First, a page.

Oscar night may finally give striking writers the clout they need
Like the Republicans in the early part of this decade, network TV's power has enjoyed more than a touch of Teflon. I This is true particularly where advertisers are concerned. Ratings steadily declining? Funny, TV's share of ad spending isn't. TiVo (TIVO) users skip ads? Whatever, buddy. Be sure to cough up $2 million-plus for that Super Bowl ad on the way out.
But then came this writers' strike, which began Nov. 5 and, at the time of this writing, shows no sign of ending. Many top-rated scripted shows, among them Grey's Anatomy and CSI, are about to run out of new episodes. This will change everything, right? Well...not yet. So far it hasn't hurt the lucrative advertiser-television love match that, judging from all the evidence, both parties still cherish. There is, of course, an enormous hedge in the word "yet." But some potential heavy weather has hit with all the force of a lamb. Late Show with David Letterman—which forged a separate peace with its writers, since Letterman's company, not CBS (CBS), owns the show—has narrowed the gap with perennial late-night leader Jay Leno. Still, the latter's initial (writer-less) ratings remain decent, if not world-beating, as do those for NBC's (GE) Late Night with Conan O'Brien. Meanwhile, the next season of (the unscripted) American Idol, which premiered to 33.2 million viewers, will quiet some story lines about how bad it is that non-reality programming is disappearing.
Network types insist the strike is saving them money thus far—no unairable scripted pilots to waste millions on!—and beat their chests over how well some reality shows, like the newly revived American Gladiators, are performing. TV producers are axing deals with writers. In sum: gut-check time for the strikers. Adding to the pressure is that the Directors Guild began negotiating in mid-January for its upcoming contract with the producers.
So—advantage, networks? It's not that easy. (Nothing about this strike is easy.) At best, the networks are playing a dangerous game of chicken; they're hurtling toward an invisible line that divides "saving money" from "destroying the business." I shouldn't have to mention the gajillions of media options now available for both consumers and advertisers since the last strike, in 1988—hundreds of cable channels instead of 30, and innumerable online options, video and otherwise.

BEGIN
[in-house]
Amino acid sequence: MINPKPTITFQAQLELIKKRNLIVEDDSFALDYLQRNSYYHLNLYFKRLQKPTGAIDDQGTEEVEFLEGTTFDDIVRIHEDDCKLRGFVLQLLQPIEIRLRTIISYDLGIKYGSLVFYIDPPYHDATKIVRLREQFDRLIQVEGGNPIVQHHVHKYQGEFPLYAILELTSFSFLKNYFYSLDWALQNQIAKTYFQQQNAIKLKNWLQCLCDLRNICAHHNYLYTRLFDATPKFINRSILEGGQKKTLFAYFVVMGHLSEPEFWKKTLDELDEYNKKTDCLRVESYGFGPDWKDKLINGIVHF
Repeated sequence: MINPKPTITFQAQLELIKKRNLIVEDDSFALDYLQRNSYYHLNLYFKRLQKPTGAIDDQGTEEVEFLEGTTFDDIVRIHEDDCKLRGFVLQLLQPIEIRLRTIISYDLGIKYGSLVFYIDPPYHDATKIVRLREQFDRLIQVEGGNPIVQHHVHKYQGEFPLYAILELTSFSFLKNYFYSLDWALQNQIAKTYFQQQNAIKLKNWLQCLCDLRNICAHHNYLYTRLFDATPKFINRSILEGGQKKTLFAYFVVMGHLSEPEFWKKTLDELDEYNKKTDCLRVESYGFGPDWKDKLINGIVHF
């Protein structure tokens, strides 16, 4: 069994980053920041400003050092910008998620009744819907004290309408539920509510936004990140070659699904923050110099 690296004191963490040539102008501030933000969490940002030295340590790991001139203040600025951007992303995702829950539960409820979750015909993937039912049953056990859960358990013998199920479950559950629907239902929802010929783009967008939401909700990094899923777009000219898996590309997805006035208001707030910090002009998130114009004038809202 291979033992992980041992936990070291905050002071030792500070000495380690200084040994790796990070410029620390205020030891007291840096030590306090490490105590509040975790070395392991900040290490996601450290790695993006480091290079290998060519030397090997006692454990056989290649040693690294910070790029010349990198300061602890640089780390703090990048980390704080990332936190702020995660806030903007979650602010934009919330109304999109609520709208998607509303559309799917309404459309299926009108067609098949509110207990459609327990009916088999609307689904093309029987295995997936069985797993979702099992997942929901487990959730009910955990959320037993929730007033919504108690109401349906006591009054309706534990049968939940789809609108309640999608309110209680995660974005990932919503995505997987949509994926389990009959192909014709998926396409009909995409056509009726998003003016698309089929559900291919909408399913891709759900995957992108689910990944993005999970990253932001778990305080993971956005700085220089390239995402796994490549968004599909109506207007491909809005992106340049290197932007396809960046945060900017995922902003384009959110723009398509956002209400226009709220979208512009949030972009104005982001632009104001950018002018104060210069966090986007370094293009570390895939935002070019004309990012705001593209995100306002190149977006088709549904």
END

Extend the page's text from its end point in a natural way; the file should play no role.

But those looking to fleeing viewers to make the networks cave are looking in the wrong place. The perversity of network economics keeps ad revenues steady while around 5% of the audience diminishes annually. The networks are insulated, somewhat, against disappearing viewers. They are not at all insulated from disappearing advertisers. Which is why the first real looming threat to the networks isn't some New Media option but rather a geriatric ritual: the Oscars.
Should the strike swallow the Oscars on Feb. 24, the biggest loser is not ABC (DIS), which is set to air them. It's the movie studios, which lose their biggest spectacle and promotional platform—that overlong orgy of self-congratulation and glitz that, for good or ill, tens of millions of people still watch. (Next to the Super Bowl, it's the biggest annual event on TV.) Bear in mind that the studios are pretty big TV advertisers. In the first 10 months of 2007, they spent $943.9 million to advertise movie and DVD releases on broadcast TV.
After the studios took a hit by losing a telecast of the Golden Globes—one with movie stars, anyway—on Jan. 13, how happy would an Oscars ceremony without any ceremony make them? Would they be thrilled to shell out millions each week to the networks that just thwarted them, or will they move more dollars into online media? (Movie ads have migrated online faster than many other ad categories, so this is neither a far-fetched notion nor an idle threat.) Don't forget, too, that every major network's owner also counts movie assets among its holdings—and that the movie studios face strike issues of their own with writers. So losing the Oscars means angering both a major advertiser and an important ally in a strike.
Does that sound to you like a constituency the networks can afford to tick off?
For Jon Fine's blog on media and advertising, go to www.businessweek.com/innovate/FineOnMedia